Monday, 22 July 2013


There was a real lack of butterflies early on, but the hot weather seems to have revived them. I've even seen some I haven't seen before, like a pair of White Admirals. (Didn't have my camera with me at the time).
Today we saw these in the nettle patch.............

Three separate hatchings of baby caterpillars, three different varieties and still some more eggs unhatched near by. Loads of future butterflies!

Friday, 12 July 2013

Summer Bike Ride

A few photos of my round-the-block evening bike ride.......

past the pond
Lovely old mill for sale!

Turn Left

Barn not converted to house!

Duck in road

Farm that always looks empty

Holiday cottages rarely occupied

In distance is the derelict holiday centre where I caught Smudge

More sheep!

It was along this track that I rode my beautiful horse for the last time

Past the fishing farm


Very shallow pond

Stables where my friend keeps her Arab mare

Cottages hidden behind thick hedges

My bike cost £20 from nearby village. I added the basket & lamp.

Tuesday, 9 July 2013

The great outdoors!

Sometimes I need a push to get off my backside when I get home from work, hot, tired and with aching feet. I've finally got my bike out of the shed, and I'm keeping it out to encourage me to do a daily ride round the block. It takes about half an hour, and with the weather like it is, I have to wait until at least 9.00 pm to be cool enough.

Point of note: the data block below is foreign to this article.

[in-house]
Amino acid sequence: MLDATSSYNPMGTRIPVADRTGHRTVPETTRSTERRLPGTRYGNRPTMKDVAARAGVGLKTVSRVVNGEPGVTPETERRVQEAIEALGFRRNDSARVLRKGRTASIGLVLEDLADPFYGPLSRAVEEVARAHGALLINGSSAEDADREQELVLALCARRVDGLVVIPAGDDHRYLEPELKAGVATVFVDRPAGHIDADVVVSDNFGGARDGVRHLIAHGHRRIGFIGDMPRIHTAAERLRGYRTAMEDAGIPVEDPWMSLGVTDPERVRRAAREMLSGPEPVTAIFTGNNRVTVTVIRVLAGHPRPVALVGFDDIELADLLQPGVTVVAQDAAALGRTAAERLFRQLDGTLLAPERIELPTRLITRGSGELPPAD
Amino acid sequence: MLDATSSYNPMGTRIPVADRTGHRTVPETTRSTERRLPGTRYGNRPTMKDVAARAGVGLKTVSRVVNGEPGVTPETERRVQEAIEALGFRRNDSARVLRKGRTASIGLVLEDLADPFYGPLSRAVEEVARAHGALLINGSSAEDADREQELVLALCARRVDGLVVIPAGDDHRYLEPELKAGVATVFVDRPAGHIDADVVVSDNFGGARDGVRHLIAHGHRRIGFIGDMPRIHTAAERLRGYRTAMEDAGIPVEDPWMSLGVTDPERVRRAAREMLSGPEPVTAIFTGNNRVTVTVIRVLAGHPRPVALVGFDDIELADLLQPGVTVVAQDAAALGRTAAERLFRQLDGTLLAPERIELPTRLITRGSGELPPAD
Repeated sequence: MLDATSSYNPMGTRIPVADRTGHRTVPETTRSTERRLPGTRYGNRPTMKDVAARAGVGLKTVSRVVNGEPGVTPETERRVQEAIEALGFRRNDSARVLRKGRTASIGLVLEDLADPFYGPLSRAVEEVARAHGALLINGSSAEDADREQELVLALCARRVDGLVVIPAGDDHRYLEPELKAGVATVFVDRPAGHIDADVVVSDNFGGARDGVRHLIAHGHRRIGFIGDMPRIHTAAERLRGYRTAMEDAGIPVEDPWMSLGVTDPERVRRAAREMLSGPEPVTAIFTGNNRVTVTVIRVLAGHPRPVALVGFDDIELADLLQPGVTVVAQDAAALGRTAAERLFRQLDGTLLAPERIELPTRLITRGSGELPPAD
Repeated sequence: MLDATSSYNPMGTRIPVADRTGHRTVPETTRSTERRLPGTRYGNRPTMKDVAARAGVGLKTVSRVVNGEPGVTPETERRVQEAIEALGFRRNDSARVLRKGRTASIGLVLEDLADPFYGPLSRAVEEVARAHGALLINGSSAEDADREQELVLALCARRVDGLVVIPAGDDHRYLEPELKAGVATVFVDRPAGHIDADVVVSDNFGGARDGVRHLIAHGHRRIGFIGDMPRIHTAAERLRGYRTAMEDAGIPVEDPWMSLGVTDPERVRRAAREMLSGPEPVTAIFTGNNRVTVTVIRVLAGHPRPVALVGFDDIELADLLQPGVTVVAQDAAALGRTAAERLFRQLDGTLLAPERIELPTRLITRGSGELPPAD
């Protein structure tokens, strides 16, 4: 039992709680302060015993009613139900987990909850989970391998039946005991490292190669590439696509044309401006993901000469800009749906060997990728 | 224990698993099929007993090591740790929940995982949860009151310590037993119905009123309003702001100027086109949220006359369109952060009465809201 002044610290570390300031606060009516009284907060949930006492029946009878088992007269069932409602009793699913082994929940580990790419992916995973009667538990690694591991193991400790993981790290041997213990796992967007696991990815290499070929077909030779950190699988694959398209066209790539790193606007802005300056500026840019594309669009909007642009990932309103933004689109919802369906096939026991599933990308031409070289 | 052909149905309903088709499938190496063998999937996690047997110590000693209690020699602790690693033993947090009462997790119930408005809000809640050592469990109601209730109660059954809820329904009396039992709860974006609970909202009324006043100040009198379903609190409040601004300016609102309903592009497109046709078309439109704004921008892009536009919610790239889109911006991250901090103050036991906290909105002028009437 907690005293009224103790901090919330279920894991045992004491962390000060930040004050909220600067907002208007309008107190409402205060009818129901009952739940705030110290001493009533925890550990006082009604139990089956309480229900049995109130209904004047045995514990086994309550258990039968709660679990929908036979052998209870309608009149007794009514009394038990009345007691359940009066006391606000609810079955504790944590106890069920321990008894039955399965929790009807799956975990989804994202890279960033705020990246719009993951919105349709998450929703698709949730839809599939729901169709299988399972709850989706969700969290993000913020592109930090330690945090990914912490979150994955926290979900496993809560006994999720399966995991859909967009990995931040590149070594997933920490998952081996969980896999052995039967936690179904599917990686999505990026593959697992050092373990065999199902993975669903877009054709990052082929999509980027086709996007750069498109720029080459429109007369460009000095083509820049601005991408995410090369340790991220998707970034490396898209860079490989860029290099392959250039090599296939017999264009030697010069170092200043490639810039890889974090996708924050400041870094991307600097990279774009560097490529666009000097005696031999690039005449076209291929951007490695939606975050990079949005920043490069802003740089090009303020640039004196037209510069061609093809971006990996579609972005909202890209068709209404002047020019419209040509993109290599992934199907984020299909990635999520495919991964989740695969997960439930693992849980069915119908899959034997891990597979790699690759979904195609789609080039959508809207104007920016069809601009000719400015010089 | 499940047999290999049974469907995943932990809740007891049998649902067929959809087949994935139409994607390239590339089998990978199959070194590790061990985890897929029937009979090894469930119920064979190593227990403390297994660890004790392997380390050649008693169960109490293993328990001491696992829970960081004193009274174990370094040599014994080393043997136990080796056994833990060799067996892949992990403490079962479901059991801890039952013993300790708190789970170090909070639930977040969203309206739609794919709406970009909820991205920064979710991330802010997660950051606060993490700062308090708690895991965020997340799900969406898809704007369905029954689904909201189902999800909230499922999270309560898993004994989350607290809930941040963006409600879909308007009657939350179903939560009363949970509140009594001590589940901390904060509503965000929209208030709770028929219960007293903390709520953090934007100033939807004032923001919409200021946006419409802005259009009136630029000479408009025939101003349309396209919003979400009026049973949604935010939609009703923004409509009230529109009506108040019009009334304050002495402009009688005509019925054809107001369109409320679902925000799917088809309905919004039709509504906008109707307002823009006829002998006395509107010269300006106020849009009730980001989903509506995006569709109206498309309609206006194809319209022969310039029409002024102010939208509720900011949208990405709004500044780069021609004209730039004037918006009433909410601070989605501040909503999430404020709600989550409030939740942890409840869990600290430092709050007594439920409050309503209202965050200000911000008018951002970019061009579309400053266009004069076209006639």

Last night we were out in the garden when our neighbour told us about a honey bee swarm on the paddock fence post. He had called a local bee keeper he knew to take it away, but while we watched and took photos, he told me some fascinating facts about bees. Turns out he wants to keep a couple of hives on his brother's plot of land, and has been reading up. He's got his hives, but they're not ready yet.
The bees that swarm after the queen are in transit, waiting for scout bees to return and take them to a suitable, safe place to hive. Therefore, the bee keeper needs to get to them before the scouts, and she arrived just five minutes after the phone call.
She quickly placed a sheet and a whicker basket upside down on the sheet, then violently tugged at the fence. The bulk of the swarm fell on the sheet. They didn't seem at all angry, just went about getting into the dark of the whicker basket.
Some bees stayed on the pole. She told us they will be able to smell the queen for several hours after she has gone. There's still some there today. I wonder what they will do? The swarm has been taken just a couple of miles away, so maybe they will join up again.

I found the whole process fascinating, even though I have always hated honey!

There's a new foal at the farm, called Percy. I took these photos on the first morning after his birth, but he was so busy feeding and hiding his pretty face!

Right, I'm off on my bike now. I've left it a bit late. Tomorrow I will take my camera with me, but for now I will whizz down the cool, hay-scented lanes in the sunset while I can.